It's something we're always looking for as teachers. Something always holding us back.
We never seem to have enough of it. If we had more of it, we could get more done and do more for our students.
What if we could change our practices in some key areas and buy back some minutes, hours -- even days -- to do more?
Finding those ways to optimize our efficiency was the topic of our recent #DitchBook chat! I'm sure you'll benefit from the ideas as much as we did.
Scroll down to find:
- Lesson planning time savers
- Feedback and assessment time saving tips
- A copyable Wakelet collection of time saving tools
- Links to more time saving resources from Ditch That Textbook
Lesson planning time savers
Use a lesson planning template.
A1: I use a template. Even though I’ve been teaching 20+ years I still like detail in my lesson plans. So my template includes those required language and content objectives and all the other elements that make the lesson. It’s like my lesson map #ditchbook https://t.co/2XO27w49xH— Jennifer Valero (@valeroflips) January 17, 2020
Organize your Google Drive folders by unit.
A1: I organize all of my files into Drive folders broken down into each unit. This makes it easy to find what I created last year. I also make changes after teaching the lesson so it’s ready to go the next time. #ditchbook— Emily Glastetter (@GlastetterSci) January 17, 2020
Use HyperDoc lesson templates to plan.
Create a calendar in an editable, sharable Google Doc.
A1: I make lesson plans on a calendar I create in a Google Doc. I can link activities, update easily when we have snow days, and share it with others. I look back over previous years all the time to see what worked and make adjustments. #ditchbook— Mandi Tolen (@MandiTolenEDU) January 17, 2020
Utilize revision history to review previous lessons.
A1: love using revision history to name yearly version of files. Also using Google sheets to plan out daily plans for the year #DitchBook— Mike Mohammad (@Mo_physics) January 17, 2020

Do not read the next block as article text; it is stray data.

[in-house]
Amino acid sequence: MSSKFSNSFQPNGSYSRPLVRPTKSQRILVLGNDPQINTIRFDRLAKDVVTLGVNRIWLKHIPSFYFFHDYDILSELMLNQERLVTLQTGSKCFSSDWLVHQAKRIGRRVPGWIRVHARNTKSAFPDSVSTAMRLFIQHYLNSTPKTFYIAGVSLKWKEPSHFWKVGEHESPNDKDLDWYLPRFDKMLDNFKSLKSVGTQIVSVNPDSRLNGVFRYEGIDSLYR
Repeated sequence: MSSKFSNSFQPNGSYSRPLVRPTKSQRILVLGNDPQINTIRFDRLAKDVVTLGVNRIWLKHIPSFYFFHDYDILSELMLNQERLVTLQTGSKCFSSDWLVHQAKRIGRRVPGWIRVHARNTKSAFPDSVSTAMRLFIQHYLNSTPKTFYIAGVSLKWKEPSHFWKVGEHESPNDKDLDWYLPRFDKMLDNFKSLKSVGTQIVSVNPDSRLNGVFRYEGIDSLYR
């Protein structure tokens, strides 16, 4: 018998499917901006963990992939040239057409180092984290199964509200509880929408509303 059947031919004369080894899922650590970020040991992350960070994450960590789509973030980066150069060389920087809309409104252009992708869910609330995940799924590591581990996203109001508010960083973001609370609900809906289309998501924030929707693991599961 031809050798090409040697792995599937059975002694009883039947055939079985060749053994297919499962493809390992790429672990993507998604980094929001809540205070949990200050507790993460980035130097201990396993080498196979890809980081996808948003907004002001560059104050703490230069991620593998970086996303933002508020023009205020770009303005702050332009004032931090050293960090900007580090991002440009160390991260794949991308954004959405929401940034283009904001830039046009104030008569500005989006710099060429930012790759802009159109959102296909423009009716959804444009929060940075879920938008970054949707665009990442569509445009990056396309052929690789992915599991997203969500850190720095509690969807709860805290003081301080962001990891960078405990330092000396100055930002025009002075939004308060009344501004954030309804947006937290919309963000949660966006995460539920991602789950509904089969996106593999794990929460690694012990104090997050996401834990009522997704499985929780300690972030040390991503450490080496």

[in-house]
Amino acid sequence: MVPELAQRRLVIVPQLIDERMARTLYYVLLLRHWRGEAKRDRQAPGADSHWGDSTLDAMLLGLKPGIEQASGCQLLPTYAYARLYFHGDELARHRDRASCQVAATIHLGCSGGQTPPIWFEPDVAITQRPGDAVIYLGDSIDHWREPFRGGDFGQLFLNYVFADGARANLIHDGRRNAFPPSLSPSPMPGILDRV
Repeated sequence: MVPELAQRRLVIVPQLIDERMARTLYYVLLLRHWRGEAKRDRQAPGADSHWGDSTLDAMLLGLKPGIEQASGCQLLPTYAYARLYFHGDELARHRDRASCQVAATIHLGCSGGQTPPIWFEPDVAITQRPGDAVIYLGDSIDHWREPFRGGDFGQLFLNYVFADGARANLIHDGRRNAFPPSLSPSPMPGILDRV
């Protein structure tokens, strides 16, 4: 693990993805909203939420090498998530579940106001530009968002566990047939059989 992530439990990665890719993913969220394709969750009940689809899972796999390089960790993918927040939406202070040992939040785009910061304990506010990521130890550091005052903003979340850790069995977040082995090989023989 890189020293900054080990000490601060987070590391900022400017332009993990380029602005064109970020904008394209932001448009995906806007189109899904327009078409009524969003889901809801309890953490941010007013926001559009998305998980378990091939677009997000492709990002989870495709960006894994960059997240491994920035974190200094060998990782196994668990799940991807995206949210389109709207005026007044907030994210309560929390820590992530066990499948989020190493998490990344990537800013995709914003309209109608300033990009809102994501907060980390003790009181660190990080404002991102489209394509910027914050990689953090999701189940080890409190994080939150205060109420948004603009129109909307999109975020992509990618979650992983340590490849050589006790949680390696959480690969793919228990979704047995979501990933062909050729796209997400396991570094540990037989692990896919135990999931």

Time saving tips for assessment and feedback
Use color coded activities for quick assessments.
Have students give one another feedback with Google Forms.
A2: I realized I could save time giving feedback by having students give feedback to each other using #GoogleEdu forms and also an addon called #kaizena @KaizenaHQ for writing feedback @DitchThatTxtbk #Ditchbook— Christina Nunez (@TechnicallyTina) January 17, 2020
Use Seesaw to give feedback and acknowledge work.
A2: #googleclassroom for assigning work. @Seesaw for instant feedback. Even if I can’t give a full comment, I can like Ss’ work which shows them I’ve seen it, bcos sometimes too tired to write a long post. Best of all for me is 1:1. Nothing beats having conversations #ditchbook— Omoyemwen Ngei (@BecStyne) January 17, 2020
Utilize comments in Google Docs and Slides to give ongoing, targeted feedback.
Utilize embedded Google Classrooms features to save time.
A2: i love making copies for each student in Google Classroom. I also find that having multiple classrooms for different groups makes it easier to differentiate #DitchBook— Dylan Borkowski (@DylanBorkowski) January 17, 2020
A2: @GoogleClassroom saves me tons of time assigning work less trips to the copy machine! Also, the hashtag feature in the comment bank saves tons of time when giving Ss feedback on written work like captions, conclusions, & graphs. #ditchbook https://t.co/ZEg32ezCwp— Vicki (@33heupel) January 17, 2020
A2. Love using google classroom private comments or feedback in Ss work. I am able to have virtual conversations!! I also tell Ss not to resolve the comments so we have a record of growth. #ditchbook https://t.co/q8ifMKxekF— Rayna Freedman (@rlfreedm) January 17, 2020
A2: Google Classroom's grading platform is super efficient, so I really made some heavy use of it. The ability to customize feedback, yet still have that "stack of papers" feel (although digitally) is perfect! #ditchbook— Evan Mosier (@emosier3) January 17, 2020